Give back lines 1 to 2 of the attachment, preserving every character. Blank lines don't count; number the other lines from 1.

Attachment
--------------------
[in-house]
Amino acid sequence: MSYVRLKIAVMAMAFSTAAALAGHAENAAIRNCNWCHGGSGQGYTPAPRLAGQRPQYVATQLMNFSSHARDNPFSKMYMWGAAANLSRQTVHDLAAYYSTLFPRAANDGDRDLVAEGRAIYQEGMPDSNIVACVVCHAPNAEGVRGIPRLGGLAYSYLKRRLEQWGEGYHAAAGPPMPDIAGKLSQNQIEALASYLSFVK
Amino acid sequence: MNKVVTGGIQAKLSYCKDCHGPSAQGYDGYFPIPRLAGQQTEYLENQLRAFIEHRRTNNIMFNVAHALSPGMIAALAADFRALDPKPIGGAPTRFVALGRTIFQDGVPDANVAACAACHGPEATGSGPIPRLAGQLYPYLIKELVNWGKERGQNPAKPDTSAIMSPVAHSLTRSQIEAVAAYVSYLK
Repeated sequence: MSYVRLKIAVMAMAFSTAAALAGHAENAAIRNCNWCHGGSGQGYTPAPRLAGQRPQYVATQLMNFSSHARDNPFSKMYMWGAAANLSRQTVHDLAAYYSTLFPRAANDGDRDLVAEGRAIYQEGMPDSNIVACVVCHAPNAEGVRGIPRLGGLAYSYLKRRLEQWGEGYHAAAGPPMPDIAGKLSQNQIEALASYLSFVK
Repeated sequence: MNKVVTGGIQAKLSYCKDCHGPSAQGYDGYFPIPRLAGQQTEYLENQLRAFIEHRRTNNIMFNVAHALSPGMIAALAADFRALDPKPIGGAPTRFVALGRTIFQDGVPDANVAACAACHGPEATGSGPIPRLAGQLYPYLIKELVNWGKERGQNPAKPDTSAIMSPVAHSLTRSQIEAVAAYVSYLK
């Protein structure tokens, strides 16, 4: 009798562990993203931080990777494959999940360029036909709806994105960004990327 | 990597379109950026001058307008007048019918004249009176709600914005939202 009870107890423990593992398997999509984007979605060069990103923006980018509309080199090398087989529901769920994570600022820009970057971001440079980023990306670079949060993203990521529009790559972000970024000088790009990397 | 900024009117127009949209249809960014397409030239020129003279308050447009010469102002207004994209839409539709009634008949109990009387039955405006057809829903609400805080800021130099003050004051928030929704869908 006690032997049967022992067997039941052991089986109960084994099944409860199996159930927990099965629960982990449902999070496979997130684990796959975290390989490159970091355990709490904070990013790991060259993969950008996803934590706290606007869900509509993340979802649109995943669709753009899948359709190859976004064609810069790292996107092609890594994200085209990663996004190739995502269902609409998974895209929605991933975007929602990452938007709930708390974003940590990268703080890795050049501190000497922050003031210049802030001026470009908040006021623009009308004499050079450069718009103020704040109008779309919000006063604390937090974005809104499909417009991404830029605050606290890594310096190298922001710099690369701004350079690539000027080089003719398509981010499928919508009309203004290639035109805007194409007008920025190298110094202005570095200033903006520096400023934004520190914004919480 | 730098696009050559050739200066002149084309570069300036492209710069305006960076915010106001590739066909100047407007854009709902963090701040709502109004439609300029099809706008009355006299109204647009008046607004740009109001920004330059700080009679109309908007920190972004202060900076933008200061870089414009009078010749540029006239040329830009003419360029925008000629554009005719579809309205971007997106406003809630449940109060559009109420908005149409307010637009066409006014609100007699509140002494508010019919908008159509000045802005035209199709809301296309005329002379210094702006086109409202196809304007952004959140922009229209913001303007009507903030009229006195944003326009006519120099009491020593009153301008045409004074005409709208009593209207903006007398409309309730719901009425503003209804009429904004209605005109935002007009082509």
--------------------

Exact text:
[in-house]
Amino acid sequence: MSYVRLKIAVMAMAFSTAAALAGHAENAAIRNCNWCHGGSGQGYTPAPRLAGQRPQYVATQLMNFSSHARDNPFSKMYMWGAAANLSRQTVHDLAAYYSTLFPRAANDGDRDLVAEGRAIYQEGMPDSNIVACVVCHAPNAEGVRGIPRLGGLAYSYLKRRLEQWGEGYHAAAGPPMPDIAGKLSQNQIEALASYLSFVK